Joint Committee on Human Rights Written Evidence

16.  Memorandum from Chris Himsworth, School of Law, University of Edinburgh

  I wonder if I might respond very briefly to this call for evidence to make one "devolutionary" point about the notion of a UK Bill of Rights? At least in relation to Scotland, "human rights" are not, as such, a matter reserved to the UK Parliament—although certain rights-related matters such as equality laws are reserved and there are limitations on the Scottish Parliament's powers to modify the terms of the Human Rights Act 1998. If, therefore, there were an intention to legislate in the human rights area at UK level and with effect, by definition in the case of a UK Bill of Rights with purported effect in Scotland, any Bill would presumably be subject to the Sewel convention and would require legislative consent from the Scottish Parliament? It has to be doubted, in the light of arguments which might, in any event, tend in the direction of a preference for "devolved" Bills of Rights for eg Scotland and Northern Ireland but especially in the light of the current political dispensation in Scotland, whether it would be diplomatic to seek the consent of the Scottish Parliament for such a Bill and, if sought, whether it would be granted.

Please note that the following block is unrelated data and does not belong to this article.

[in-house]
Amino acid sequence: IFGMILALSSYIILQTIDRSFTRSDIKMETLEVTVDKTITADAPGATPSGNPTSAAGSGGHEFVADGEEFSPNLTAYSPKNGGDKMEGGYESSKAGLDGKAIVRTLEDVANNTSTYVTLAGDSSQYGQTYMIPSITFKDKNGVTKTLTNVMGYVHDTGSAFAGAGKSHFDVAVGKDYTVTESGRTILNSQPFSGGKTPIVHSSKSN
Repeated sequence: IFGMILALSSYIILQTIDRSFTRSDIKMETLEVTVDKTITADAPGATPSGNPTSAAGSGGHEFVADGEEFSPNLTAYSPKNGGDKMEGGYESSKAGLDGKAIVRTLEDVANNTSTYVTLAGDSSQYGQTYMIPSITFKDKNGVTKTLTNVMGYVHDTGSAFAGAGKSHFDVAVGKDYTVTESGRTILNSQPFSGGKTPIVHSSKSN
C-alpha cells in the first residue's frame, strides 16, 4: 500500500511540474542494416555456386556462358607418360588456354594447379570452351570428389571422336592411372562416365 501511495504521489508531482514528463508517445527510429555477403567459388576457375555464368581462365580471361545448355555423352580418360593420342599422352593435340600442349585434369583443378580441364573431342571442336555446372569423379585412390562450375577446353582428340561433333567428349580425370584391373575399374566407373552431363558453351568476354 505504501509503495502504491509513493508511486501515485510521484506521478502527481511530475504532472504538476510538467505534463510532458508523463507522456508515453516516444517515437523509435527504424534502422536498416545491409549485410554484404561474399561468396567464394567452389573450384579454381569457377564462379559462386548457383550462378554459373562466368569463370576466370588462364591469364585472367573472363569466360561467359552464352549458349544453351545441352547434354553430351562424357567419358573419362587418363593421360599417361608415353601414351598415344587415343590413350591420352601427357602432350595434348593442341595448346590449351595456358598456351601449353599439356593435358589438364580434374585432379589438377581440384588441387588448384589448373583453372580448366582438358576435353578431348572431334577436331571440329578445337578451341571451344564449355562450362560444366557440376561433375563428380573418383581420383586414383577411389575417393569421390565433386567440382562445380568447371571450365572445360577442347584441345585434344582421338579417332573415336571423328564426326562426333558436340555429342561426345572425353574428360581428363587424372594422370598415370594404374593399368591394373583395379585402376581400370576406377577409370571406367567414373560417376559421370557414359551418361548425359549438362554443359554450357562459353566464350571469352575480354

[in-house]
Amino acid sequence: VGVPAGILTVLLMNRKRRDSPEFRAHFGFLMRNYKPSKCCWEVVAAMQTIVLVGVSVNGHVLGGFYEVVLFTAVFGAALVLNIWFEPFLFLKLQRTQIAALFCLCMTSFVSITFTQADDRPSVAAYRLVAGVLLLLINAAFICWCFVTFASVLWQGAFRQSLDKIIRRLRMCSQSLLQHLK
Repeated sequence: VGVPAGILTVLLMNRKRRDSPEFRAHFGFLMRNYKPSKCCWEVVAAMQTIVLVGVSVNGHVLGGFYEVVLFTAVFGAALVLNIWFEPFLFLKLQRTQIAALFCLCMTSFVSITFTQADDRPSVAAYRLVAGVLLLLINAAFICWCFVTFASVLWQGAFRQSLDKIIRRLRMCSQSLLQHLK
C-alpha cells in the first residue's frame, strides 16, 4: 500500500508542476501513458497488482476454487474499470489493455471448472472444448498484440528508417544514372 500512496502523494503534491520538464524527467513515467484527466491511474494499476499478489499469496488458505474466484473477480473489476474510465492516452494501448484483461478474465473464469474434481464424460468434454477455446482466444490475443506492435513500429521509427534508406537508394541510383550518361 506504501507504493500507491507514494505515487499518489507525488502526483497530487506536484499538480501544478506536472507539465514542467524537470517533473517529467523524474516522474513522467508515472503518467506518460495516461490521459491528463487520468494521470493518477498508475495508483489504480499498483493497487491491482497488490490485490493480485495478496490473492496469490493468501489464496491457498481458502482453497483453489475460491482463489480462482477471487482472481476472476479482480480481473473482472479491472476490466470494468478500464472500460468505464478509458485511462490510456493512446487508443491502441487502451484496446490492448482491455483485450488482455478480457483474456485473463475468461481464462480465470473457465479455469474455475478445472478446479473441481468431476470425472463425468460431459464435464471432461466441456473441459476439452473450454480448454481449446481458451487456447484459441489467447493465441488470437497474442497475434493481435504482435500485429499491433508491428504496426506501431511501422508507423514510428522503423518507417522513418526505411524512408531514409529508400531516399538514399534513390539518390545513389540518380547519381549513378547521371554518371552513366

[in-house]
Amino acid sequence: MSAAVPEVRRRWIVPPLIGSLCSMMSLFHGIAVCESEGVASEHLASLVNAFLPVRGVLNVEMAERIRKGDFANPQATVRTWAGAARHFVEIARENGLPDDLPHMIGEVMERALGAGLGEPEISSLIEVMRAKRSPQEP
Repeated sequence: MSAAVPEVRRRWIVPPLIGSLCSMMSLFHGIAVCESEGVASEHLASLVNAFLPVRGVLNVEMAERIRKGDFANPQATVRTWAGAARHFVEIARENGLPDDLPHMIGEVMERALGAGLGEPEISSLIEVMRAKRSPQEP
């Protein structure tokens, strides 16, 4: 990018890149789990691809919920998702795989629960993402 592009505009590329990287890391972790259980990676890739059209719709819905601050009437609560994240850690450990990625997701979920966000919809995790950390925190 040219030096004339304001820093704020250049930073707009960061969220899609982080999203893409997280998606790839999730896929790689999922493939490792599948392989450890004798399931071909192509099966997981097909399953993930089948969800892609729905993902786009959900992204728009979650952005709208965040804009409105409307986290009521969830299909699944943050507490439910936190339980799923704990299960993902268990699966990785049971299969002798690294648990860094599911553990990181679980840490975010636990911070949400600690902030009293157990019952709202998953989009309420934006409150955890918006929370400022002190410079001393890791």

24 August 2007

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